Dana Blankenhorn explains why closed source is not really closed.

NEW YORK (TheStreet) -- There is a misperception at the heart of the open source vs. closed source debate, which is that closed source is really closed.

It's not. Your license says you can't see it. The vendor won't show it to you. Good people are not supposed to look.

But bad people look all the time. Microsoft malware exists because bad people look, and find bits of the code they can exploit. It's a continuous game of cops and robbers, with security professionals trying to protect every window and bad guys knowing they only need to unlock one.



So news that code for VMware's ESX hypervisor was released , that more of it is to come, because someone calling themselves "Hardcore Charlie" successfully broke into China's export-import center, made some analysts go "hmmmm."

VMware(:VMW) may be the leading hypervisor because, unlike rivals KVM and Xen, it is closed source. Old-line enterprise managers like closed source code. They think it's safer. Indeed, VMware's stock keeps rising to new highs, giving the company currency with which to make acquisitions, and results justify the optimism, because of this perceived safety.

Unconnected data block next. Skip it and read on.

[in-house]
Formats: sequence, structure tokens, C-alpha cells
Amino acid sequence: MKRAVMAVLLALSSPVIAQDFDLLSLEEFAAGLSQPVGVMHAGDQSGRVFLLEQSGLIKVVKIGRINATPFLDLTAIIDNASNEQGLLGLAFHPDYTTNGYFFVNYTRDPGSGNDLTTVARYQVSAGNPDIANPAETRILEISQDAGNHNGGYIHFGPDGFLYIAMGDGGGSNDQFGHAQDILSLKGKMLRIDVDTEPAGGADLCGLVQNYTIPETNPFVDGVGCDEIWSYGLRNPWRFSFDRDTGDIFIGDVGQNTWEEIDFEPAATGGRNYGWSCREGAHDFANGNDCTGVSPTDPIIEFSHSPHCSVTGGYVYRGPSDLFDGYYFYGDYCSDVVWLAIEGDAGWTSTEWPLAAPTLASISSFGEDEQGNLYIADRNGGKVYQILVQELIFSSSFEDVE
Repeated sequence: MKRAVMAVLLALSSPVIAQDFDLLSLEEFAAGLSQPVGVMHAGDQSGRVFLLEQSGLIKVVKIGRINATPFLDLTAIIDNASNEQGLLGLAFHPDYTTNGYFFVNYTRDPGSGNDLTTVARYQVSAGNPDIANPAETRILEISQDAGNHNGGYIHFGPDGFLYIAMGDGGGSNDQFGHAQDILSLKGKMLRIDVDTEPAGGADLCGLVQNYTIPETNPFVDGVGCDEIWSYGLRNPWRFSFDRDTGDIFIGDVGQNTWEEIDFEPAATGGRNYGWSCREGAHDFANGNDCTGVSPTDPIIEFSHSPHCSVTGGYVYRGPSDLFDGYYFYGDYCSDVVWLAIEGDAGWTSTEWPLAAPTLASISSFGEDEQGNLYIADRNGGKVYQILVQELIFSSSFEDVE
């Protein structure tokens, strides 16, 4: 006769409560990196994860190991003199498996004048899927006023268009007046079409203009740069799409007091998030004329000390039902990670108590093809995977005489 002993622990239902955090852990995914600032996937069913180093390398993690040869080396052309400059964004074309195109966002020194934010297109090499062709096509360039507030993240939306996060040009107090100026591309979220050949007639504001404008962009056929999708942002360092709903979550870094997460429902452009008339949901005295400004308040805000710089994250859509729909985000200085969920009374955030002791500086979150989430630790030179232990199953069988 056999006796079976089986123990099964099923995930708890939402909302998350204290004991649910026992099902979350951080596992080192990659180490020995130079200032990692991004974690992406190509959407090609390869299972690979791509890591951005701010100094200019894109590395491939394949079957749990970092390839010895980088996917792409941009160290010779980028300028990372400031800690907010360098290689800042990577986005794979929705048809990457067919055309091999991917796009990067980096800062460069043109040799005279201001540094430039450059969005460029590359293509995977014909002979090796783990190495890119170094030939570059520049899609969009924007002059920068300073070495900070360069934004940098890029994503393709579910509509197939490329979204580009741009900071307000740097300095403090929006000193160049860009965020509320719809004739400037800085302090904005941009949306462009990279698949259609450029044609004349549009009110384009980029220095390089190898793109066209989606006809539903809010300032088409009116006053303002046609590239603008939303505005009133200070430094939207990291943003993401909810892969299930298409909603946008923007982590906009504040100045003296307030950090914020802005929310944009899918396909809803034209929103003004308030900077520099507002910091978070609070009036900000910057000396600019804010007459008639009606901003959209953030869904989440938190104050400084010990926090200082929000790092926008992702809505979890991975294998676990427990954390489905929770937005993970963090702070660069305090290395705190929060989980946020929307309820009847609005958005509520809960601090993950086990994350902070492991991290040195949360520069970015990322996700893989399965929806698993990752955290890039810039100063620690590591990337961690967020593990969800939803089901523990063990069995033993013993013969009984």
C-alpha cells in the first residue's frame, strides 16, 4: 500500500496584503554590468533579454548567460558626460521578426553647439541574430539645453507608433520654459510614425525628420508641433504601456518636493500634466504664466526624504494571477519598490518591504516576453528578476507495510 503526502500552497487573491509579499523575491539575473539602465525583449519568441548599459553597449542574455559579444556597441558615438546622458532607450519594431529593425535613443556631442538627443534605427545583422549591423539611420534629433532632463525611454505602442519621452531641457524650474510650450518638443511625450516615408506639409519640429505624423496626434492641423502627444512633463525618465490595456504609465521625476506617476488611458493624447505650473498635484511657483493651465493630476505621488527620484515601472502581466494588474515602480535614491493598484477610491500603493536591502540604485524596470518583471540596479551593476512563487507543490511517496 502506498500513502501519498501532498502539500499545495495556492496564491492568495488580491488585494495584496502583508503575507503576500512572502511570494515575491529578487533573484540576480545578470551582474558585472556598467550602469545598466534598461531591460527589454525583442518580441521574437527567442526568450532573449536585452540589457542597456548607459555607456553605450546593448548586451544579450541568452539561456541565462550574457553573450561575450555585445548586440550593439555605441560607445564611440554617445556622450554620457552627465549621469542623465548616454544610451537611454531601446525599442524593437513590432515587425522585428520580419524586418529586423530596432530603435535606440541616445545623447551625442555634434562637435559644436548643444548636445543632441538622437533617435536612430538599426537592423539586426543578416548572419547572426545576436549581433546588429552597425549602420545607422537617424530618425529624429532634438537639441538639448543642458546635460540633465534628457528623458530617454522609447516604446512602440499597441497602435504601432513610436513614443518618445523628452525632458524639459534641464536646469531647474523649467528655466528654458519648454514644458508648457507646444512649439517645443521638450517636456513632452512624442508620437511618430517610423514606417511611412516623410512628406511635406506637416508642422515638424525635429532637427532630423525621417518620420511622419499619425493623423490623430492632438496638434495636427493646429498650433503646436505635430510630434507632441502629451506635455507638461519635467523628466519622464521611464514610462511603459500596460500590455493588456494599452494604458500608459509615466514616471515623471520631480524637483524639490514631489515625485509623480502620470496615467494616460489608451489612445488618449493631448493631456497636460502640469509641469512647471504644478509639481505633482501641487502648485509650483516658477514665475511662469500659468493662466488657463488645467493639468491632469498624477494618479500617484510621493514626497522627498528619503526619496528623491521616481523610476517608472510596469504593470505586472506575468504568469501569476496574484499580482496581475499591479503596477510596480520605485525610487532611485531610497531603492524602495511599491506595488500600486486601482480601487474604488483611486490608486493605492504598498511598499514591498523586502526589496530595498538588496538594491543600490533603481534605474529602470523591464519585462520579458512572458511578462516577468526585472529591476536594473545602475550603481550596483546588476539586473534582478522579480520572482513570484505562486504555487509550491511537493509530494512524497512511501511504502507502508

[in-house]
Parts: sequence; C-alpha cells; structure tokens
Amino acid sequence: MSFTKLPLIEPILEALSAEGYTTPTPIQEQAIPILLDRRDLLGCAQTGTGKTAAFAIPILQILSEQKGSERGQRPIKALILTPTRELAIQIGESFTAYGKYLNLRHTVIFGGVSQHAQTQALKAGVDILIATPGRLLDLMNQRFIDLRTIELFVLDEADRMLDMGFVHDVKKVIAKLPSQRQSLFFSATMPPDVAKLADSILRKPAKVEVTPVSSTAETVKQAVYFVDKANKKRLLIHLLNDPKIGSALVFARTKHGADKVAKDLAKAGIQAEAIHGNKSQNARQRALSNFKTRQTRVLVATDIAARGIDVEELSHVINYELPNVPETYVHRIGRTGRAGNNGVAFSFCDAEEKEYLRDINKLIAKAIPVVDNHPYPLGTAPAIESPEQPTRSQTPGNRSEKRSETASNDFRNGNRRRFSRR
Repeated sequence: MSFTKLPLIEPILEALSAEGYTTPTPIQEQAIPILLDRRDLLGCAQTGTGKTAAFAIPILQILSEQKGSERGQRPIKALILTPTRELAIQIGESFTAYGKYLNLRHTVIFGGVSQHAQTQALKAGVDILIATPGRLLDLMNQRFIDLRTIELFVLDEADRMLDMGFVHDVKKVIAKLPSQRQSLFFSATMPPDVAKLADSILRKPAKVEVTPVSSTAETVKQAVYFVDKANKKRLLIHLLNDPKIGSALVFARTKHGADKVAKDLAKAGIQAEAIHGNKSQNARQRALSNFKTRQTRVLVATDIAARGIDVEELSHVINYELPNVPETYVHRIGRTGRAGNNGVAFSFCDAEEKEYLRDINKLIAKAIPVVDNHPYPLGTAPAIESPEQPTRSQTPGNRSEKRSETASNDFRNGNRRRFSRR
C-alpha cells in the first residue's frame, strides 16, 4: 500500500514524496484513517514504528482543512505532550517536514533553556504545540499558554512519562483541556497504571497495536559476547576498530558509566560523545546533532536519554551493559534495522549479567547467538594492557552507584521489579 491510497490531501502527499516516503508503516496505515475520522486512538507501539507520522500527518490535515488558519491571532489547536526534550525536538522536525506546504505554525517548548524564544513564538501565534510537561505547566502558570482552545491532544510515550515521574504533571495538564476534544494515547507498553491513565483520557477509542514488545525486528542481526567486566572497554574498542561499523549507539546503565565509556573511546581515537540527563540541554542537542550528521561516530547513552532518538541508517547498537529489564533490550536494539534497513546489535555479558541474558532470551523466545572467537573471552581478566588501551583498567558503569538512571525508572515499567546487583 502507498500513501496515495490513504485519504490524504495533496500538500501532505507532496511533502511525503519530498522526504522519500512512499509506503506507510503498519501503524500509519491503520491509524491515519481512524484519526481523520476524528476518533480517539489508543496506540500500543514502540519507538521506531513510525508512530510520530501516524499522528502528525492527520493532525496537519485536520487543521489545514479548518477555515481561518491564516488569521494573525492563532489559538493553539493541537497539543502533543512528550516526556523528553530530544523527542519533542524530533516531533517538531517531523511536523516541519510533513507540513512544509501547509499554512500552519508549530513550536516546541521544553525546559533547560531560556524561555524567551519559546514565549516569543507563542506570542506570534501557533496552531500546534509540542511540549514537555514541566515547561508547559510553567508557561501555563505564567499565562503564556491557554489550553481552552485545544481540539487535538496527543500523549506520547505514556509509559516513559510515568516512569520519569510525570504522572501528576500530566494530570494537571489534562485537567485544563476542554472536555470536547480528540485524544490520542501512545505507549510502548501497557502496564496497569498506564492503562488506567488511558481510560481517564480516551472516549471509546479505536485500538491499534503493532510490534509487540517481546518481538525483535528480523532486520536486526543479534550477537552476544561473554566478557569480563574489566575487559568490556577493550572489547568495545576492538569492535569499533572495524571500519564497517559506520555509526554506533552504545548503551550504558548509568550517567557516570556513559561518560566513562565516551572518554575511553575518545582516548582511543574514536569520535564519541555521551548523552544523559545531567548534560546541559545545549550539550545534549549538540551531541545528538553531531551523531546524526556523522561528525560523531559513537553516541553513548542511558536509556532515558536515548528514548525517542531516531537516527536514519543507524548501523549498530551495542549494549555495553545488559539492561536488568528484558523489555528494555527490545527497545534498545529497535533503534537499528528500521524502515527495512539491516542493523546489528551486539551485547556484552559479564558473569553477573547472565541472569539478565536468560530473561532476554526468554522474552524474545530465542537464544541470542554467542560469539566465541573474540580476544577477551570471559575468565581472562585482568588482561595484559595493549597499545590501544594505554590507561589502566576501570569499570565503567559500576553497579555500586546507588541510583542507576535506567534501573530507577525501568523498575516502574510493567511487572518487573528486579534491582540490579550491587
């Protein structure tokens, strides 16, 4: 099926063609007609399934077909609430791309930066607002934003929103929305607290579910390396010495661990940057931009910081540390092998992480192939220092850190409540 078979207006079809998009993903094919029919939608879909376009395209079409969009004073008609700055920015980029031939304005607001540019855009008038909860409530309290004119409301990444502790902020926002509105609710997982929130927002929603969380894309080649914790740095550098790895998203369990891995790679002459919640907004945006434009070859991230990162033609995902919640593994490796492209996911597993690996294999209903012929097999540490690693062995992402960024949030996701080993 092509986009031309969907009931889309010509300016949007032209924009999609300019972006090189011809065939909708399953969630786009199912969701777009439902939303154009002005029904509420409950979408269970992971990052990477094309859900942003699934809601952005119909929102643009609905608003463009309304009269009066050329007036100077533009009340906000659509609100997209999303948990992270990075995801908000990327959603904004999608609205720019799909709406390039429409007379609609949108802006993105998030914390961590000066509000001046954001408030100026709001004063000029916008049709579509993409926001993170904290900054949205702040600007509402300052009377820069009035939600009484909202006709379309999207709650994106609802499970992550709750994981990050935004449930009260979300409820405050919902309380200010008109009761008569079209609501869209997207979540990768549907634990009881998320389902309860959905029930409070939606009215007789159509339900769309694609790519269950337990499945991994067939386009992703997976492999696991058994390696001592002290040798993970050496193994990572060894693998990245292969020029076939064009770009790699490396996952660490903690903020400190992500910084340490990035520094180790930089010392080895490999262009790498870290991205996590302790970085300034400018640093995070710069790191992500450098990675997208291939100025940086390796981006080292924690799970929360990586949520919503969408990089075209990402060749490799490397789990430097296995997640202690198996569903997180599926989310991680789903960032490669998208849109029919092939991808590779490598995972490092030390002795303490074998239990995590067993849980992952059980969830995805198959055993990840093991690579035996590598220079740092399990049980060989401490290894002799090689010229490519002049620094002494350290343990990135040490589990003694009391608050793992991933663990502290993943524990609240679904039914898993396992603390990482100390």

But that image of safety is false. It's true that, because KVM and Xen are open source, bad guys can see the code. But so can the good guys. A bad guy's exploit can quickly be addressed by a large community, not just by security specialists and the company that owns the code.

In other words, open source code is safer. By design. The bigger the code base, the closer it lies to what the computer is doing, the safer open source gets, because the more people are depending on it.

Don't believe me? Compare the number of successful exploits of Linux servers with those of Windows, over the last several years. Compare how quickly those holes were patched. It's true that open source users may be slow to patch their stuff, that potential exploits can live on remote servers for years, but even that doesn't result in a crime wave.

It takes a village to protect your software. Having a few cops on the beat is nothing next to a good neighborhood watch. The broader the base of code users, the more important this becomes. Innovating on top of most open source code is legal, with licenses like Eclipse and Apache actually encouraging it. But that innovation is on top of secure code. The innovation is only a small part of the whole, and the creator of that innovation can put all their energy into protecting that small portion, knowing the foundation is secure.

The closing argument of closed source advocates is money. Look at all the money Oracle(:ORCL) and Microsoft(:MSFT) make, they say. Because they sell a whole stack of software they bring in the cash they need to buy everyone else, even the open source companies.

Well, look at IBM(:IBM). They moved to open source Linux for their base nearly two decades ago. And over the last five years which of the three -- Oracle, Microsoft, or IBM -- has done better for shareholders?

Answer: IBM. It's not close.

The lesson seems clear to me. The wider your software's user base, the deeper the code base is, the bigger the advantage an open source approach has.